Stationary Engineer Job Duties

By | September 6, 2013

Stationary engineers are responsible for safe operation and maintenance and operating of mechanical equipment that controls heating, air conditioning, electrical and fire safety arrangements in commercial buildings. They may work in places like shopping malls, hospitals, industrial areas, stadiums, factories etc. Their work involves replacing worn out or defective equipment and documenting maintenance events.

Stationary engineer job duties include working with pumps, compressors, turbines and perform duties similar to a boiler operator. Stationary engineers are involved with technical aspect of the job because of a shift of dependence towards the building of automaton. Various stationery engineer job duties are given below.

Stationary Engineer Job Duties:

  • Operating and maintaining stationary engines and mechanical equipment, such as steam engines, motors, steam boilers, turbines etc. to provide services like heat, light and power to buildings and industrial houses.
  • Recording data on temperature of equipment, hours of work, fuel consumption, temperature and pressure, water levels, voltage load and generator balance.
  • Adjusting manual controls and overriding automatic controls to bring equipment into appropriate operating stage and switch to back up systems or shutting down equipment whenever necessary.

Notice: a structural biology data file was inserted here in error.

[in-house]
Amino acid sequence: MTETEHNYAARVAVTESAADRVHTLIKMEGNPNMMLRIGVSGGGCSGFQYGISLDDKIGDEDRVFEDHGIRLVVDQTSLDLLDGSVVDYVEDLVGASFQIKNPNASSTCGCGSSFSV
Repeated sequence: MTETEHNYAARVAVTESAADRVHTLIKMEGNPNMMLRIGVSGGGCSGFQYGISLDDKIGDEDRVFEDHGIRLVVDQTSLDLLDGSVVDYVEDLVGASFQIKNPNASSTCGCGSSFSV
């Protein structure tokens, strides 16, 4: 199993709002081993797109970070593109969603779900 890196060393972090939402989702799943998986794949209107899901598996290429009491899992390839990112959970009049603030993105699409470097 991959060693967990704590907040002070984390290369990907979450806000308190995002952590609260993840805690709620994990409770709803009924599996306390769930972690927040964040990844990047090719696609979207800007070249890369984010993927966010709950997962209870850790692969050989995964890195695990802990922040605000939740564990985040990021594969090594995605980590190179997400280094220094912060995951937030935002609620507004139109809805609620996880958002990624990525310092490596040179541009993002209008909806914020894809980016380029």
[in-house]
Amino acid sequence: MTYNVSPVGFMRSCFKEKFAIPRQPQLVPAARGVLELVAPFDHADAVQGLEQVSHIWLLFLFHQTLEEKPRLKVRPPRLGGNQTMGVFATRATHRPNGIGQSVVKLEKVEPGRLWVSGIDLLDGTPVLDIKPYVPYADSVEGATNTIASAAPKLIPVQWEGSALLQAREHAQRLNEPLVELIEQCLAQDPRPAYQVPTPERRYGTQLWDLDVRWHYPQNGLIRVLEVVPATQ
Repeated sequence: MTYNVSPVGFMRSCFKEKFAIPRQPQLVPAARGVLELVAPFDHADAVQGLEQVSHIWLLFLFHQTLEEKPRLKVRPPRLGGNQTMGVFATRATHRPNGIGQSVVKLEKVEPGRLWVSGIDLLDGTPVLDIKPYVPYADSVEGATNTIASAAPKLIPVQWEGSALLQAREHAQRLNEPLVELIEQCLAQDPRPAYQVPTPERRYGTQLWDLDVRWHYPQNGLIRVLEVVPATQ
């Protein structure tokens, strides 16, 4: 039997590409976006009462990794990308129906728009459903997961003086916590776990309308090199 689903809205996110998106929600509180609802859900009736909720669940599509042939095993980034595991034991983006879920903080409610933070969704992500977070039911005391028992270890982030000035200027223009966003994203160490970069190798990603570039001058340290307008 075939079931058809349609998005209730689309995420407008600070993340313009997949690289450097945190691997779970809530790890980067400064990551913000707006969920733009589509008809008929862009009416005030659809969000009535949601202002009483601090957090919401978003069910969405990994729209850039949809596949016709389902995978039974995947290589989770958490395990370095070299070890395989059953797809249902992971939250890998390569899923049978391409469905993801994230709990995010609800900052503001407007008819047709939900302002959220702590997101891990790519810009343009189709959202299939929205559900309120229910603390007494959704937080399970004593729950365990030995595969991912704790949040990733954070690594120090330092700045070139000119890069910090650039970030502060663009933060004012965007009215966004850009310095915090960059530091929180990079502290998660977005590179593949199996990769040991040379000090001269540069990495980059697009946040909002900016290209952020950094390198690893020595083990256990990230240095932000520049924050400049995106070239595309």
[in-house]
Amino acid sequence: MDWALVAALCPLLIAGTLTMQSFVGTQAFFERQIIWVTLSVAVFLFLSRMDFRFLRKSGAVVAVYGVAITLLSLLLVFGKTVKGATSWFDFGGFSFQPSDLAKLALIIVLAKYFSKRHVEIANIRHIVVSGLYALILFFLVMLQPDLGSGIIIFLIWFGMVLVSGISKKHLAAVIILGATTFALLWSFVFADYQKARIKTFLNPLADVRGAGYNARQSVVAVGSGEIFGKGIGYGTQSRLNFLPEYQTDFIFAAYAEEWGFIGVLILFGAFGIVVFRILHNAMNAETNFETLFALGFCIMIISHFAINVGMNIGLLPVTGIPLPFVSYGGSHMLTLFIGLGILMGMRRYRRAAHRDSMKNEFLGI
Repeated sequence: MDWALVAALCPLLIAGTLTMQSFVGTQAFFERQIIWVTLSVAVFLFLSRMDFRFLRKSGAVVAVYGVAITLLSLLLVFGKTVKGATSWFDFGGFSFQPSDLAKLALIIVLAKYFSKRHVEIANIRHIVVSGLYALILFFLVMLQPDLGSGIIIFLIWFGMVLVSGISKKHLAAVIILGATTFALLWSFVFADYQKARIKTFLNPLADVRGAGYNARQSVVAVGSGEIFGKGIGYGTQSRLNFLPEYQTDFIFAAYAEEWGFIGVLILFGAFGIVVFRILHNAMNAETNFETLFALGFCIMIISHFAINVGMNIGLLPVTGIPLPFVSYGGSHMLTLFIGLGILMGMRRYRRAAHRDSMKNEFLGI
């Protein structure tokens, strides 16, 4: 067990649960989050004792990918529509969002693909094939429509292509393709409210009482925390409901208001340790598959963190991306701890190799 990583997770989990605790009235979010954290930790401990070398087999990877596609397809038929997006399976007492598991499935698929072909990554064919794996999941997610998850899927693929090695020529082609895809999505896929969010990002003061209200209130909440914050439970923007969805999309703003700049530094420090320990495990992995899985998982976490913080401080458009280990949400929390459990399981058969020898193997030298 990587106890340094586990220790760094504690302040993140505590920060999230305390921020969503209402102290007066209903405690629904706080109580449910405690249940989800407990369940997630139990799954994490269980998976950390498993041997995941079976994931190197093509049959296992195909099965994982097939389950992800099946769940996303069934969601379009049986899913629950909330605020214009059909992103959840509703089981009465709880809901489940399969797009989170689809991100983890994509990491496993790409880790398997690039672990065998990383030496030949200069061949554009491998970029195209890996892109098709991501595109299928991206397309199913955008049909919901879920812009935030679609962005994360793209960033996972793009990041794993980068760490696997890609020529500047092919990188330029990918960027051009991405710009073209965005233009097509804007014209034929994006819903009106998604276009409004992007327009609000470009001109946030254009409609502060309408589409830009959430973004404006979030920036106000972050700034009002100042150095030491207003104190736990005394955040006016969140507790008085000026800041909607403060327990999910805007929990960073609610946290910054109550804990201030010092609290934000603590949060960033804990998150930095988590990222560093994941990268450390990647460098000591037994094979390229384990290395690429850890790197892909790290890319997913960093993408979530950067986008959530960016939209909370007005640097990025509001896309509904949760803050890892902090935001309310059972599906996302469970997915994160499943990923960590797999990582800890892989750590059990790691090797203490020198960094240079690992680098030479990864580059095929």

• Oiling and lubricating equipment if necessary.
  • Inspecting equipment visually at frequent intervals of time as necessary to check for malfunctions or the need to repair or replacement, adjustment or lubrication.
  • Maintaining equipment by adjusting fittings wherever needed, checking and adjusting bearings, gaskets, valves and gauges and cleaning or replacing burners using hand tools and power tools.
  • If necessary performing water titration tests, and pouring chemical additives like water softeners in treatment tanks to prevent scale build up and cleaning boiler lines.
  • Recording operation of equipment and maintenance actions taken during shifts in the operators’ logbook.
  • If necessary specialize in equipment designed for industrial houses.
  • Reading meters and gauges at specified intervals of time to verify the operating conditions of the equipment.

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